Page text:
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German President Frank-Walter Steinmeier said Tuesday that he had offered to visit Ukraine with other European Union leaders, but Kyiv turned down his trip as “not wanted.”
The snub comes as Steinmeier, a former foreign minister, is facing criticism at home and abroad for his yearslong detente policy toward Moscow, which he has since admitted was a mistake.
Speaking during a visit to Warsaw, Steinmeier said he had planned to travel to Kyiv with the presidents of Poland, Estonia, Latvia and Lithuania this week “to send a strong signal of joint European solidarity with Ukraine.
“I was prepared to do this, but apparently, and I must take note of this, this was not wanted in Kyiv,” he told reporters.
Germany’s top-selling Bild newspaper quoted an unnamed Ukrainian diplomat as saying: “We all know of Steinmeier’s close relations with Russia here … He is not welcome in Kyiv at the moment. We will see whether that changes.”
The embarrassing rejection comes as Chancellor Olaf Scholz is under fire for not traveling to Ukraine himself so far, unlike British Prime Minister Boris Johnson and EU leader Ursula von der Leyen.
Steinmeier, a Social Democrat serving his second stint as German president, was also the foreign minister who served two former chancellor Angela Merkel’s governments. He has long been known for his Moscow-friendly stance.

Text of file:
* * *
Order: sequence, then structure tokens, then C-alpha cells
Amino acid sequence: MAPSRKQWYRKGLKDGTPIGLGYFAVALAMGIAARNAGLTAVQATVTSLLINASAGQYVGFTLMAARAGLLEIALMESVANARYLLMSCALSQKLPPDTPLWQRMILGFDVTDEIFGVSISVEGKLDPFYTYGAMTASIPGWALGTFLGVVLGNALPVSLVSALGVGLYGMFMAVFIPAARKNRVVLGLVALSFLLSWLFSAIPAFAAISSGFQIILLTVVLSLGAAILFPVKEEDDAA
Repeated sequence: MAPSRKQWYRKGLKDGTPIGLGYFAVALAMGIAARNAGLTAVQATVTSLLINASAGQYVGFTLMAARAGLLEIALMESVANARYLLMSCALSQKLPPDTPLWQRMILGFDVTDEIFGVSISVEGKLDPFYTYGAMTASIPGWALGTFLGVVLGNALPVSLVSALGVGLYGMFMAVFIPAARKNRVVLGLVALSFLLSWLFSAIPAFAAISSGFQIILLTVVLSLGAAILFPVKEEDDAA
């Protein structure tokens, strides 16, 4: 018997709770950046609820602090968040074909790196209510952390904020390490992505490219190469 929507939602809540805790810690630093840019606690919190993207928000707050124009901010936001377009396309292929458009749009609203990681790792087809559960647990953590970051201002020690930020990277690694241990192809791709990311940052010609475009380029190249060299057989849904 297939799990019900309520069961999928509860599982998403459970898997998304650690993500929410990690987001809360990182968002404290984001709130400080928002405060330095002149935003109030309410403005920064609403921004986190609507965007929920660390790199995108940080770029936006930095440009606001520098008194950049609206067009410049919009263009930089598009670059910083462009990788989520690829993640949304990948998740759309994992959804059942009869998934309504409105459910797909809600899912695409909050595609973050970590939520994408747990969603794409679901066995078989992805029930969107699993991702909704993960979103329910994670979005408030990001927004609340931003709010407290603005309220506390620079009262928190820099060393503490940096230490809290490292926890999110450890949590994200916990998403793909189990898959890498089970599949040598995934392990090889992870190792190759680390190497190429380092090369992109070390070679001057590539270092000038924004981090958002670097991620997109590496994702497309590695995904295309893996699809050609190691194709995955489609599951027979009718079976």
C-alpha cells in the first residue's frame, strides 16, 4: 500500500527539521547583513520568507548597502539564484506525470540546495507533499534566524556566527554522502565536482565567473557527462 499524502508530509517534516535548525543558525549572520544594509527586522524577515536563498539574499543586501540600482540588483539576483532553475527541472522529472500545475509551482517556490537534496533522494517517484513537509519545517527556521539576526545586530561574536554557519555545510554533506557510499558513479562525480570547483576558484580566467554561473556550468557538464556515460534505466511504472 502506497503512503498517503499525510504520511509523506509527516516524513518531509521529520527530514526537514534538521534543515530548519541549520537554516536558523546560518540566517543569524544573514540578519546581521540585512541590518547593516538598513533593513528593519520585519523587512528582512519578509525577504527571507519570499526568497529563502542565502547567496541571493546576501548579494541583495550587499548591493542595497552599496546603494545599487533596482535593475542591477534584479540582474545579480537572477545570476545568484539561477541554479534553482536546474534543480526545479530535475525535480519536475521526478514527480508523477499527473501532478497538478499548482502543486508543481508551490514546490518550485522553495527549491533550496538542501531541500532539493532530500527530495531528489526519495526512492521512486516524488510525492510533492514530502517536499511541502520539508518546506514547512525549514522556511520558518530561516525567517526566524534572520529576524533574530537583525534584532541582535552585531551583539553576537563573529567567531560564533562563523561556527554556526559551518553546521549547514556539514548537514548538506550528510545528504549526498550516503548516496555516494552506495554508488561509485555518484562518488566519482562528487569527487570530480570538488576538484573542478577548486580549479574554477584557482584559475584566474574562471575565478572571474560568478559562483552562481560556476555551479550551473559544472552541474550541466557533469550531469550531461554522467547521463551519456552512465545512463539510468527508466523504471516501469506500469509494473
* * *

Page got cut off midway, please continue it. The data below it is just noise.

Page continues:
He has been a leading advocate of the “Wandel durch Handel” (Change through Trade) concept, which argues that fostering close commercial ties can help spur democratic reforms.
Steinmeier also championed the controversial Nord Stream 2 gas pipeline between Russia and Germany, which has now been halted over Moscow’s aggression in Ukraine.
Steinmeier recently admitted that his rapprochement approach toward President Vladimir Putin had been misguided.
“I still hoped that Vladimir Putin possessed a remnant of rationality,” he told Der Spiegel weekly.
“I did not think that the Russian president would risk his country’s completely political, economic and moral ruin in the pursuit of an imperial delusion.”
He added that his own support for Nord Stream 2 “was a mistake, clearly.”
But he said there “can be no return to normal with Putin’s Russia” in Warsaw Tuesday alongside Polish counterpart Andrzej Duda, adding that the West would have to accept the costs of the conflict.
He accused Russia of committing “war crimes” in Ukraine and called on Moscow to make it possible to evacuate residents from the besieged Ukrainian port city of Mariupol.